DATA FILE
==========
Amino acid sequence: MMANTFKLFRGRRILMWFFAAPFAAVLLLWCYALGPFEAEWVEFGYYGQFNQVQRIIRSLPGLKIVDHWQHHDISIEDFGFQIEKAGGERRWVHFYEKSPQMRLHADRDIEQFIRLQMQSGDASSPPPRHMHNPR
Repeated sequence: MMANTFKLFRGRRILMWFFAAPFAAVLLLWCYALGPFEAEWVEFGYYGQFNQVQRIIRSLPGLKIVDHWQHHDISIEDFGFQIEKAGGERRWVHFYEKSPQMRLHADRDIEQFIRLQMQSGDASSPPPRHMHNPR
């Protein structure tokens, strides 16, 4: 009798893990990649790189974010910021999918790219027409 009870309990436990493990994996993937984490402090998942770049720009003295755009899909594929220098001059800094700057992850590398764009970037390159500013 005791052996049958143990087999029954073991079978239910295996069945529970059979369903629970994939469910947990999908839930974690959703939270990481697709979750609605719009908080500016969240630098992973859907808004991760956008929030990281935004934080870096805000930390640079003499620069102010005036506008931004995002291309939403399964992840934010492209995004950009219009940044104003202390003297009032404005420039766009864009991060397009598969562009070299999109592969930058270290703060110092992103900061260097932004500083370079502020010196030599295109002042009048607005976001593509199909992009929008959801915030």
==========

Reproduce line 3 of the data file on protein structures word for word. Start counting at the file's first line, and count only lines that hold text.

């Protein structure tokens, strides 16, 4: 009798893990990649790189974010910021999918790219027409 009870309990436990493990994996993937984490402090998942770049720009003295755009899909594929220098001059800094700057992850590398764009970037390159500013 005791052996049958143990087999029954073991079978239910295996069945529970059979369903629970994939469910947990999908839930974690959703939270990481697709979750609605719009908080500016969240630098992973859907808004991760956008929030990281935004934080870096805000930390640079003499620069102010005036506008931004995002291309939403399964992840934010492209995004950009219009940044104003202390003297009032404005420039766009864009991060397009598969562009070299999109592969930058270290703060110092992103900061260097932004500083370079502020010196030599295109002042009048607005976001593509199909992009929008959801915030």